We are at the start of a revolution in social change; the most radical shake-up of the world of philanthropy and social entrepreneurship since the Victorian era, which could see the traditional non profit model become a thing of the past.

While the rapid growth of crowdfunding, online donation facilities and social media have all had a part to play, it is blockchain technology that is fundamentally re-defining how the world can achieve social good.

For decades, philanthropists and social leaders have wanted to feel more closely connected to the charitable causes and beneficiaries they support. And that's something we can all relate to. We all want to know how money is spent, what's happening when and where, and ultimately that our donations are having a real impact.

Non profits have worked hard to communicate better, to showcase what they do and build deeper and trusted relationships with supporters, but it's often not enough. Philanthropists want more. Blockchain technology and cryptocurrencies give society the opportunity to re-think our whole approach to delivering social good.

A fully transparent donation model

As a publicly viewable ledger, blockchain enables every donation and transaction to be visible, secure and – critically – traceable. It has the potential to expose inefficiencies and therefore drive up standards. Essentially, the real force of this technology is that it enables those who want to do social good to achieve it directly, reducing the need for intermediaries.

With full accountability and transparency, philanthropists gifting digital currencies are not reliant on third parties telling them what is happening at every stage of the process. They can donate directly and track their gift, accessing real-time information about how it is being used. Blockchain also opens an avenue for communication between donors and the people they have directly affected.

The non profit sector has strived to deliver a high level of beneficiary and supporter-led 'relationship fundraising' for many years, but without the technology in place to support this approach, it has often been a costly and labour-intensive practice. Only now – through blockchain – can charitable organisations achieve this.

According to David Cravinho, UNICEF's Global Fundraising Specialist, Private Fundraising and Partnerships Division: "Blockchain technology offers the potential to engage and inspire current and new donor audiences through increased transparency and connection with beneficiaries. In particular, issues around trust and transparency have often been cited as a donation barrier for the millennial generation. They are a generation that has been quick to

embrace new technological disruptors in other sectors and blockchain technology has a lot of potential to be applied to funding models most popular among millennials."

"It's also worth considering that some of the most impactful INGOs, such as UNICEF, operate on a global scale which requires the transfer of resources across the world on a daily basis and complex supply chains to deliver services to beneficiaries. Blockchain technology has the potential to make all these cross-border transactions much more efficient and significantly reduce the amount spent on currency exchange and bank transfers."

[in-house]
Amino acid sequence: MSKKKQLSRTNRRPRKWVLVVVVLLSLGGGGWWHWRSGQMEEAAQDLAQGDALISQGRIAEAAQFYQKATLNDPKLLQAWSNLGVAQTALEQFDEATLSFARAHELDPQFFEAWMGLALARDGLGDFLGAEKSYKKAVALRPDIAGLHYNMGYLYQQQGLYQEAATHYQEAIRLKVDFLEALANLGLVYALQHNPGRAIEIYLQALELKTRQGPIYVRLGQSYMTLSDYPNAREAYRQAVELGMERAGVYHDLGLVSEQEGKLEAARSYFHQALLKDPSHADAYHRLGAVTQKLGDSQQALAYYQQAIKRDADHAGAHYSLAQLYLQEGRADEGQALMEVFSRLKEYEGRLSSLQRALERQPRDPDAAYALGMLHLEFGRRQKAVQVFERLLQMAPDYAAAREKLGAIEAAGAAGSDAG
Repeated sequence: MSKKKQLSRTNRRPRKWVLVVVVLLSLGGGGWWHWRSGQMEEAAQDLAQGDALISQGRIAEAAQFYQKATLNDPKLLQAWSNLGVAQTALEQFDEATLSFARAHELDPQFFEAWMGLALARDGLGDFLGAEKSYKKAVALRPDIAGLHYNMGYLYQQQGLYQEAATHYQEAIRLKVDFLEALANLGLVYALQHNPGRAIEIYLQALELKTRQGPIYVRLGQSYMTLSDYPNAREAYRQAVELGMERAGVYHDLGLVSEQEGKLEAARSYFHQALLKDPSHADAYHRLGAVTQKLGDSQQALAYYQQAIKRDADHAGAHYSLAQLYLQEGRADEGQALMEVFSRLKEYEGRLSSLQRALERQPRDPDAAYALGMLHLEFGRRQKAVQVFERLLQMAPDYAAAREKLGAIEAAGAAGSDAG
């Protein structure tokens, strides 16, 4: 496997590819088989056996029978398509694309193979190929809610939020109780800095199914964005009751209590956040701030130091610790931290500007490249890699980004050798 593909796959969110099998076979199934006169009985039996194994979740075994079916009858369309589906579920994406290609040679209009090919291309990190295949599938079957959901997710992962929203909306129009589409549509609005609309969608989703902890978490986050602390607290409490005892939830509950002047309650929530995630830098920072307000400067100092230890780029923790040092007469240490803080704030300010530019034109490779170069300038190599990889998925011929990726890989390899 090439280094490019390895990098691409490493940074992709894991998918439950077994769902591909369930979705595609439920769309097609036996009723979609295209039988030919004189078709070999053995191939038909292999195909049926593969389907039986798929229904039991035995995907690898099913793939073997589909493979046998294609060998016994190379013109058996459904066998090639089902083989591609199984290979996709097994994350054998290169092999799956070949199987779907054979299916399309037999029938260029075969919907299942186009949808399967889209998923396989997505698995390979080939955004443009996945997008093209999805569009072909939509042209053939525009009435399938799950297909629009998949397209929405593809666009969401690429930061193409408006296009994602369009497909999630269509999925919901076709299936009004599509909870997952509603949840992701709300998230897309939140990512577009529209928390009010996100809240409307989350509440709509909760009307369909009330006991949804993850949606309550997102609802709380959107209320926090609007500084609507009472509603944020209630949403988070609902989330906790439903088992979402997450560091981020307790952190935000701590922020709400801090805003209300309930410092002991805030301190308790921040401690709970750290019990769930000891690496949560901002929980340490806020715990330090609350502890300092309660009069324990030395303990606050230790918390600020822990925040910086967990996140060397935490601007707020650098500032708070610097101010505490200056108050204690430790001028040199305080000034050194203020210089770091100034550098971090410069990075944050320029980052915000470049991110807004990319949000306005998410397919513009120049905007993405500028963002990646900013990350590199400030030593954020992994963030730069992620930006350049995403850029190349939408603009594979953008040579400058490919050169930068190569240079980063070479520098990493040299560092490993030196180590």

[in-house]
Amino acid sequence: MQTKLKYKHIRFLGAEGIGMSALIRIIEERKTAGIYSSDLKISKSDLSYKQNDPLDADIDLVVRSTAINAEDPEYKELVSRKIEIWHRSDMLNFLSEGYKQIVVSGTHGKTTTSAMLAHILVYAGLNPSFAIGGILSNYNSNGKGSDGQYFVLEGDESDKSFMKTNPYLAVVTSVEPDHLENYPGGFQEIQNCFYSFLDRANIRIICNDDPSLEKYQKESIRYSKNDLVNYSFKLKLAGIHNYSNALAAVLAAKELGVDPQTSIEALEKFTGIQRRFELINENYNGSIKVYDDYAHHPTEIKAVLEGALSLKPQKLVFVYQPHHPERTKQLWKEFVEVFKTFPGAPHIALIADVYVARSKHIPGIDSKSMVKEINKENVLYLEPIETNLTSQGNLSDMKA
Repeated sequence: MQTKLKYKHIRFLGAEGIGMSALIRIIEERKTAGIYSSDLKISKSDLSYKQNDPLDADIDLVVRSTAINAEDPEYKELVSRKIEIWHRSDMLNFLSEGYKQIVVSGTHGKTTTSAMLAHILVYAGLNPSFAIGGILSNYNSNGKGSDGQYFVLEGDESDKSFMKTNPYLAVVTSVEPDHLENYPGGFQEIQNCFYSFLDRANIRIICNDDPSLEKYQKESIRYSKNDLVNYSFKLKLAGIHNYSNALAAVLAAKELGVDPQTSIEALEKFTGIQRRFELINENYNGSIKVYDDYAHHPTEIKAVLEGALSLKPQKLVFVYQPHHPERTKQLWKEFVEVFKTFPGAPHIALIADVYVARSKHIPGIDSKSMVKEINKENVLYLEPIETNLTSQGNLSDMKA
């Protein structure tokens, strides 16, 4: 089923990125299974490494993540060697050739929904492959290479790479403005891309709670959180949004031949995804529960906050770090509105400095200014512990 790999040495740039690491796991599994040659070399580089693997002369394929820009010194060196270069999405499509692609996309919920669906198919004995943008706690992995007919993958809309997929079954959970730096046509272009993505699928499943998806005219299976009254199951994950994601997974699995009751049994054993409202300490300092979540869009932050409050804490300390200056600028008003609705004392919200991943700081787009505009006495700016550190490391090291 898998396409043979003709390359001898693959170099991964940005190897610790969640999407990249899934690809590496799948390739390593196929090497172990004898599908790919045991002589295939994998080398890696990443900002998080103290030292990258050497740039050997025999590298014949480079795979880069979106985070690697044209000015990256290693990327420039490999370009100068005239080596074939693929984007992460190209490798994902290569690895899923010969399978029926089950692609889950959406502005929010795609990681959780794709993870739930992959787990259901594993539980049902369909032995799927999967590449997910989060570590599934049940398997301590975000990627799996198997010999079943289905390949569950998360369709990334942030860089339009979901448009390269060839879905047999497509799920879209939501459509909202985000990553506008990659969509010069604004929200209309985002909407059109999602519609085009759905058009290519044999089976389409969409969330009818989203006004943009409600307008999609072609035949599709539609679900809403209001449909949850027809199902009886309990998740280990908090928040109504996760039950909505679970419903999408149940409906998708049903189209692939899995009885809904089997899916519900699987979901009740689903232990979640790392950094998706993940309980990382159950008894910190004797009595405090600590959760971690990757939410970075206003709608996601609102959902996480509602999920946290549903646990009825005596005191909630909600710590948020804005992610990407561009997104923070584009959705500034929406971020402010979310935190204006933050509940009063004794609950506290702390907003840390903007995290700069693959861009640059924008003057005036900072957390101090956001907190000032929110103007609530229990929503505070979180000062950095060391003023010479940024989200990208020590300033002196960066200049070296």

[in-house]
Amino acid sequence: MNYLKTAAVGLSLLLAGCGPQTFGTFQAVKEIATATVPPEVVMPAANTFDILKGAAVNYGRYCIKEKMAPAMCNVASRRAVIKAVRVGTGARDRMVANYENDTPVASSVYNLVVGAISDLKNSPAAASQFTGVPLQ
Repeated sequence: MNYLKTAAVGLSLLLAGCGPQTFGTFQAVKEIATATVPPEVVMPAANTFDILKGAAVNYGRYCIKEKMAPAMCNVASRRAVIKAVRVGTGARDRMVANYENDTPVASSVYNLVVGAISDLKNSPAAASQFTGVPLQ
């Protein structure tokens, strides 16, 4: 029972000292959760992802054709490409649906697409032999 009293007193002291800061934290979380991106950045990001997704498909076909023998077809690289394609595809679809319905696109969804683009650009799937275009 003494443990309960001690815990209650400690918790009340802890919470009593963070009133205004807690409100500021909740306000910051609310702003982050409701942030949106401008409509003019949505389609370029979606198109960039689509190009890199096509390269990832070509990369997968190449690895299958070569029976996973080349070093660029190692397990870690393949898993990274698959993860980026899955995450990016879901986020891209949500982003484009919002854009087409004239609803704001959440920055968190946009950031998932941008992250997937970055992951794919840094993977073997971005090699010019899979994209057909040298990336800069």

Donations are already being made via bitcoin, litecoin and Ethereum, and the world's first charitable giving cryptocurrency, Giftcoin – which enables an end-to-end transparent donation facility, will launch in the new year.

The power of a unique cryptocurrency and platform for charitable giving like Giftcoin is that it can become a central hub for digital donations, bringing like-minded people together to create change. Giftcoin communities can be established, enabling people to work together to achieve longer-term projects, where funds will only be released when relevant targets have been met. Social media assets are triggered in line with project developments, encouraging the community to share the news and encourage others to get involved.

Shifting power and democratising change

Traditionally, non profits ask for funds for a specific issue, whether that is poverty, cancer research, homelessness or education. They have an incredible wealth of knowledge about their field and provide vital services worldwide, but the system isn't optimal. Aid cannot always reach those who need it most and supporters are feeling increasingly disconnected from beneficiaries. Plus, giving people the help we think they need can in fact be counterproductive; it may not be the right type or level of support and it can discourage beneficiaries from taking action for themselves.

'Cryptophilanthropy' moves the focus from funding programmes to solving problems, meaning that people on the frontline of the world's problems and social investors can come together and create their own solutions.

Far more than simply enabling secure and transparent donations, blockchain technology offers a fundamental shift of power away from institutions into the hands of philanthropists and beneficiaries. It enables society to decentralise and disintermediate the process of achieving change.

In this way, everyone is empowered to play their part in the delivery of social change. For supporters, one individual might choose to independently fund a child in Africa to complete her education, while others might contribute collectively to a fund with a set charitable purpose or community initiative. And when it comes to beneficiaries or those in a local community where wildlife is threatened by deforestation, for example, blockchain empowers them to take a more active role in finding and applying their own solutions, accessing additional help from aid organisations and other specialists if they need it.